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often graphed as a function of distance (x), and the resulting graph is called the correlogram [y = f(x)]. For discrete characters, the convention is to transform the autocorrelation into a standard normal deviate with mean 0 and variance 1, and this transformed function is graphed as the correlogram. Let us again take the concrete example of the common morning glory P/p locus. Three graphs result from the autocorrelation of blue with blue ( ybb), pink with pink (ypp), and blue with pink (ybp), each as a function of distance. When graphed as a function of distance, the data from many local I. purpurea populations in the southeastern U.S. revealed a common pattern for the P/p locus ypp or ybb > 2 and ybp < -2 initially (for the smallest values of x). This result indicates a positive autocorrelation over short spatial distances among like phenotypes (blue with blue or pink with pink) and a negative autocorrelation at short spatial scales among unlike phenotypes (blue with pink). The distance (x), where the autocorrelation first crosses the x axis (y = 0), provides an operational definition of patch size. These analyses revealed substantial patchiness for the P/p locus and yielded a minimum estimate of about 120 pink (recessive homozygous) plants per patch. The estimates of patch size are highly consistent with simulations of spatial distributions based on a pattern of pollinator flight distances that is strongly biased toward nearest neighbor moves (Turner et al., 1982; Sokal and Wartenberg, 1983).

In contrast to the P/p locus pattern, the W/w locus genotypes show little or no spatial patchiness (that is, y = 0 at the smallest values of x, in populations in which y > 2 or < -2 initially for the P/p locus). Because both loci are transmitted to successive generations within populations through the same mating process, we expect homogeneous spatial patterns. Heterogeneous spatial patterns argue that isolation-by-distance is not the sole factor governing spatial patterns within local populations. Other forces must be invoked to explain the W/w locus pattern, and the most likely appears to be selection against white homozygous plants. Epperson (1990) has carried out extensive simulation studies that tend to validate this conclusion, and, further, the simulations suggest an intensity of selection against white homozygotes (ww) of approximately 10%. Despite this conclusion, the frequency of white alleles varies from a low of 0% to a high of 43% across local populations with a mean value of about 10% (Epperson and Clegg, 1986). Because the various local populations can be thought of as quasi-independent experiments in which selection has operated for a number of generations, the persistence of white alleles argues strongly for countervailing selective forces favoring the retention of white phenotypes.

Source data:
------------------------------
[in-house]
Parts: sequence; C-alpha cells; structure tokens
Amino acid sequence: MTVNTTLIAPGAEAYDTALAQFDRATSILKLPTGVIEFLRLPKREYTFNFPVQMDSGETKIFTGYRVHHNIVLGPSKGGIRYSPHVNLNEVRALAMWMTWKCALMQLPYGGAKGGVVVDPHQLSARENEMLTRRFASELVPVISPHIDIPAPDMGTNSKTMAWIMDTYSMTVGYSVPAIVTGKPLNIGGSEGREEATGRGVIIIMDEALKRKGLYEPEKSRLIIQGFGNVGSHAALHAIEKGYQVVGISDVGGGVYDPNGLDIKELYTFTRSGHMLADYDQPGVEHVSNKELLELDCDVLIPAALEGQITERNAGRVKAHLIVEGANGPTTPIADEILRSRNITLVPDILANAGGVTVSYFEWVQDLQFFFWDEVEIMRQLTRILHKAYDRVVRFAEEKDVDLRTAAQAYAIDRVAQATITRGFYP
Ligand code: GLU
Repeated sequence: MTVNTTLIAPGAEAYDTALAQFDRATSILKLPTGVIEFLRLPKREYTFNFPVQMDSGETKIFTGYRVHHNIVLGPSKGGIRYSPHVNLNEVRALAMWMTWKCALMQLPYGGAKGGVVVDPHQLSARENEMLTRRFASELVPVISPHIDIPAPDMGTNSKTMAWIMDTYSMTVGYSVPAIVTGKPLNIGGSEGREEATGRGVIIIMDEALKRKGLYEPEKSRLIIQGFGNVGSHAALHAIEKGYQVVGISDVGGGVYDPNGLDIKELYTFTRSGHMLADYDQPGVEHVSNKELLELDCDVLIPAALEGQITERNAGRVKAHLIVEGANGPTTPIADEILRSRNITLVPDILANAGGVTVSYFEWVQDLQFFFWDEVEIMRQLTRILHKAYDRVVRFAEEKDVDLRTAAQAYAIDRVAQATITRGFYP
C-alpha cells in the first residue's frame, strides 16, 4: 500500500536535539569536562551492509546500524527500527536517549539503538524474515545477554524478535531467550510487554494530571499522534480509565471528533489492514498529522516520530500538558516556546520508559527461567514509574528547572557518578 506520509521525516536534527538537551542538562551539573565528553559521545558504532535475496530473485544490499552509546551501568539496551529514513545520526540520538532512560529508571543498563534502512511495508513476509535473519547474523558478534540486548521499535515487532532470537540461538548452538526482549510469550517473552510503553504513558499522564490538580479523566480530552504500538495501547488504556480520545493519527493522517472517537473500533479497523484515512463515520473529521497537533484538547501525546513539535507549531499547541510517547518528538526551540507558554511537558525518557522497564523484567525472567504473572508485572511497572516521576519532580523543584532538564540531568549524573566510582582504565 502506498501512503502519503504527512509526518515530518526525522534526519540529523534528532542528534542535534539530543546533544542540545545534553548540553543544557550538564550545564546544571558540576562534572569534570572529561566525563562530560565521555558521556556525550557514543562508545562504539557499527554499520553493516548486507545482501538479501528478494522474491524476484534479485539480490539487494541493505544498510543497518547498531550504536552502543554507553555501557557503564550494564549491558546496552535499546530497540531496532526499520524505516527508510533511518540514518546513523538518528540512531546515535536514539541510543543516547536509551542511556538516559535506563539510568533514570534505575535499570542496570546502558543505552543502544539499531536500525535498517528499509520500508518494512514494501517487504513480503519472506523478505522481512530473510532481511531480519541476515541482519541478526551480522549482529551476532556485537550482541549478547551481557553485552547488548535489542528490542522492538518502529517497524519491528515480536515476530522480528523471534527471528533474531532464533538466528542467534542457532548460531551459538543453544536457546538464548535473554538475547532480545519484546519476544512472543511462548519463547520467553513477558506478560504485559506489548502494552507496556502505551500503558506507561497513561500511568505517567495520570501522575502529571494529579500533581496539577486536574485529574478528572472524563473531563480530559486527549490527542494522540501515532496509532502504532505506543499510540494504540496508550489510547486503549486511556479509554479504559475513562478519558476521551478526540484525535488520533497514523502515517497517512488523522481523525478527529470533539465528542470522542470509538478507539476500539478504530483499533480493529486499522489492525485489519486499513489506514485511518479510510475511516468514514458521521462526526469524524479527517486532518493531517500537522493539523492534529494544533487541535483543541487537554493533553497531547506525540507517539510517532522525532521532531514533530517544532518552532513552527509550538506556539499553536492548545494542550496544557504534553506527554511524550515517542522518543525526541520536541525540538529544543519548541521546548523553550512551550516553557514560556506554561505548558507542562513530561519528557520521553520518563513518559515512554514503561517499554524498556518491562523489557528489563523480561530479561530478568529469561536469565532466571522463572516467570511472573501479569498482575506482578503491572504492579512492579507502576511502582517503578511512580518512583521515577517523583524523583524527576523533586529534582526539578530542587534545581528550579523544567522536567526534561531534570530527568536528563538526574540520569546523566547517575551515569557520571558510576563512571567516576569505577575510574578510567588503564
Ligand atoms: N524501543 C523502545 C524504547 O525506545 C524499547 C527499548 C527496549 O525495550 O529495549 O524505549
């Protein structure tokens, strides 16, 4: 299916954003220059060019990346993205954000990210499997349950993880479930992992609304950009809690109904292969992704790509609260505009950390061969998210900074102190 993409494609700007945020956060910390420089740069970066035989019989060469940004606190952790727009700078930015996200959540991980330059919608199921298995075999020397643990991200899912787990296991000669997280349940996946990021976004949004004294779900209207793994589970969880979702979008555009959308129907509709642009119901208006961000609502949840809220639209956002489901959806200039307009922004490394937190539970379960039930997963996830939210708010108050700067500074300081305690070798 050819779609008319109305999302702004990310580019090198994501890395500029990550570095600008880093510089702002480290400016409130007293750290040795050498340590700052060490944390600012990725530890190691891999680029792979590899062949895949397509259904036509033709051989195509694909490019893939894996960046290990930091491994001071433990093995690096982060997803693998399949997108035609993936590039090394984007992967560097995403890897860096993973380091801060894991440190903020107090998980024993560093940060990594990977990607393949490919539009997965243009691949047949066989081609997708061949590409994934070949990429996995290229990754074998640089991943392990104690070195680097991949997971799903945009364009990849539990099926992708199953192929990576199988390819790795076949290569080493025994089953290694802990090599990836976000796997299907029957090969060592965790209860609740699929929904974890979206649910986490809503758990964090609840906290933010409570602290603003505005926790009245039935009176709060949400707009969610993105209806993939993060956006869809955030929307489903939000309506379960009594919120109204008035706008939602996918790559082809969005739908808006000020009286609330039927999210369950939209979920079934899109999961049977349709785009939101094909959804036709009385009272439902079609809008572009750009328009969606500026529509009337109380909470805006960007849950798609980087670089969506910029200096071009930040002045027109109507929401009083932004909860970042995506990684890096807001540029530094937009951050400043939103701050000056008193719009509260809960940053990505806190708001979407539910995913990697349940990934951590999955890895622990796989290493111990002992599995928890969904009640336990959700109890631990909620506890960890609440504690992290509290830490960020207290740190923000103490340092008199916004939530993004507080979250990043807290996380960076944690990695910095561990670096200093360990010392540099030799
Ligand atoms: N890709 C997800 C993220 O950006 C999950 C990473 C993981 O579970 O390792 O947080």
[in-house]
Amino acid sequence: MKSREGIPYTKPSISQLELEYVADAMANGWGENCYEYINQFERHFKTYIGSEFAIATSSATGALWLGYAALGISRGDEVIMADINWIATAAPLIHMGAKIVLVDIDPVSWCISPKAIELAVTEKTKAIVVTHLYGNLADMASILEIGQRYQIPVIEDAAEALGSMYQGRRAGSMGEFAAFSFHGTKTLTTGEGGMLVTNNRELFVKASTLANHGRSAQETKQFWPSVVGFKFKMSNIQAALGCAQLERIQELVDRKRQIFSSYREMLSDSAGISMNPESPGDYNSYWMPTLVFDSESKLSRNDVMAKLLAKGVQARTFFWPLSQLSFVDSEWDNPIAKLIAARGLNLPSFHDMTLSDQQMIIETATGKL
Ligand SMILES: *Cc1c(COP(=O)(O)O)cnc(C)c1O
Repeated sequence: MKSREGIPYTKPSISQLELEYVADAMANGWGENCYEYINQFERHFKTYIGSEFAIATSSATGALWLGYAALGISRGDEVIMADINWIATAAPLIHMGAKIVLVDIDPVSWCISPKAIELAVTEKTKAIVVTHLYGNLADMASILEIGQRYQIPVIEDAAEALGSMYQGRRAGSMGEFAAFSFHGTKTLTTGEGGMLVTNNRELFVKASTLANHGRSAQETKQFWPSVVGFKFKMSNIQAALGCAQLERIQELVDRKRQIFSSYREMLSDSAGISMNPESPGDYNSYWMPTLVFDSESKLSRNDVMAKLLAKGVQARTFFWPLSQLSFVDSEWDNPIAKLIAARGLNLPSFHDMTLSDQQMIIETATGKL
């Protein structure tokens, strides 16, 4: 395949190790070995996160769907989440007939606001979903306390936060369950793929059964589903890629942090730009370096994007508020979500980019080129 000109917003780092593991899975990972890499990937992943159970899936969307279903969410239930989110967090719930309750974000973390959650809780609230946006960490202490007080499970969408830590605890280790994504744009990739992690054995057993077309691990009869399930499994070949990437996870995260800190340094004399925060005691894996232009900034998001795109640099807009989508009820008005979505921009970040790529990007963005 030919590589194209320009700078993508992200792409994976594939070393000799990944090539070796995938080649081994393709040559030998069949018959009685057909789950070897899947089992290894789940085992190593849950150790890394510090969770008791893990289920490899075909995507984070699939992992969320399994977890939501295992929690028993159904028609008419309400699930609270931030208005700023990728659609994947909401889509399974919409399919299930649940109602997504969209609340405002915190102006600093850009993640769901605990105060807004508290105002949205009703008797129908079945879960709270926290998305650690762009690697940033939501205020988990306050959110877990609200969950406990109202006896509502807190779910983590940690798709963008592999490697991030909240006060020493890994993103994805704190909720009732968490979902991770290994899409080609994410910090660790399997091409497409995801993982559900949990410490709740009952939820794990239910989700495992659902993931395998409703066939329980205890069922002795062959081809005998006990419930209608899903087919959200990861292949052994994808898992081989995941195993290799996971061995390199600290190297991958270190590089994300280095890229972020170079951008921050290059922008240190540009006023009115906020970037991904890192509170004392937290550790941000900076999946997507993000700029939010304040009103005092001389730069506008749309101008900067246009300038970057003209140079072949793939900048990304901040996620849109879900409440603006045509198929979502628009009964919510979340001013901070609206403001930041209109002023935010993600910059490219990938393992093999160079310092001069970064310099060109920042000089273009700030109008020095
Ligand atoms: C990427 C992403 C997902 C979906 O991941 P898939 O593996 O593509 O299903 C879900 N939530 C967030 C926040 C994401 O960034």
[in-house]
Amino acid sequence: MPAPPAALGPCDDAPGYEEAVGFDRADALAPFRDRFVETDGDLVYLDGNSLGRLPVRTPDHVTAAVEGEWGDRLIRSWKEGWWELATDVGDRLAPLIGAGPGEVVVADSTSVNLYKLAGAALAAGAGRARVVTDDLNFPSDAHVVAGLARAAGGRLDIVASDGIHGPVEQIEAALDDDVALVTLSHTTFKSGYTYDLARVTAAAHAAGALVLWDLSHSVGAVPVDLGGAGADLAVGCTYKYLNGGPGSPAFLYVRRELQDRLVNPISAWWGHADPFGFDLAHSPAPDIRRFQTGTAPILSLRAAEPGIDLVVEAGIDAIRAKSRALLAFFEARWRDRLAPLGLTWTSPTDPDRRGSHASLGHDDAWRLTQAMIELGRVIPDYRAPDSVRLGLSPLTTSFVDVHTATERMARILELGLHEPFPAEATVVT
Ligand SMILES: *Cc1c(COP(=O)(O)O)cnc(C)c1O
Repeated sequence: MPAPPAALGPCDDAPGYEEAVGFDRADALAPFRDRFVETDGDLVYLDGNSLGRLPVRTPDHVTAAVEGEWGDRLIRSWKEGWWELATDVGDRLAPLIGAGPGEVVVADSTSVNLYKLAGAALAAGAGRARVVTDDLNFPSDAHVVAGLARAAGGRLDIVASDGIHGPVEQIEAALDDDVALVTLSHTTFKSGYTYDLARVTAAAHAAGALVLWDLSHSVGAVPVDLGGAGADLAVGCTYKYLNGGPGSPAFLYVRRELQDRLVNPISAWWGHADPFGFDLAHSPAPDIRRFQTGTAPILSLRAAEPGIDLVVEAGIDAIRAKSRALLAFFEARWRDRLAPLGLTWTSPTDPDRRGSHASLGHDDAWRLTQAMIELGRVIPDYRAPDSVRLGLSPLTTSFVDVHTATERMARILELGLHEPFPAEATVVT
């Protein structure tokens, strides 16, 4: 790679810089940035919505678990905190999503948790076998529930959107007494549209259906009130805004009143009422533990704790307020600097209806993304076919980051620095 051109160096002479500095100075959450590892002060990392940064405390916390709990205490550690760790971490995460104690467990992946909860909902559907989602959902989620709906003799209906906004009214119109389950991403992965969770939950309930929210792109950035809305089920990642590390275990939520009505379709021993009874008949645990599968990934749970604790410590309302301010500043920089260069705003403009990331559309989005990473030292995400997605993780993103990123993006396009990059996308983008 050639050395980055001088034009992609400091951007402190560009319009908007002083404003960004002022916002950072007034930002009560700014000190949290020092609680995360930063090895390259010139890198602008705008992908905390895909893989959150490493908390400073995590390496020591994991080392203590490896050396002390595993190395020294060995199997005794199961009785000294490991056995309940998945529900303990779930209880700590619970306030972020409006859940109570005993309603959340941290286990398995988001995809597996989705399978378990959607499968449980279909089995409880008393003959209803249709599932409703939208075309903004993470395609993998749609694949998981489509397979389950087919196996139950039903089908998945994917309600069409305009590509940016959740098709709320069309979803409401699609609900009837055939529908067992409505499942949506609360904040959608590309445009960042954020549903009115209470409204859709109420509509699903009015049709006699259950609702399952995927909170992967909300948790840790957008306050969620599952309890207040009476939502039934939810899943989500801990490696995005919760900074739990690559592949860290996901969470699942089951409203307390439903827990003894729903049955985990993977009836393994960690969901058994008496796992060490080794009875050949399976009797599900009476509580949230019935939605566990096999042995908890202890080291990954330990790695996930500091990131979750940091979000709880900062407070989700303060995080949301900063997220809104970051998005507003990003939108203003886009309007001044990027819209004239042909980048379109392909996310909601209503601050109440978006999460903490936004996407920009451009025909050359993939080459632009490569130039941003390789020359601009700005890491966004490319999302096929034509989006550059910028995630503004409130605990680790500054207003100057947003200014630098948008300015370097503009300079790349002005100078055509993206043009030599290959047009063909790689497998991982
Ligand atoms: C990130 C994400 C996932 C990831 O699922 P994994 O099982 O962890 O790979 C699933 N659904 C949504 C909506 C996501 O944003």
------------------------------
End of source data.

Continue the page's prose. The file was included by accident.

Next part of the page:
The spatial pattern of albino alleles, including unstable alleles (a*), is of interest because this locus also determines a white recessive phenotype that may experience selective pressures common to those experienced by



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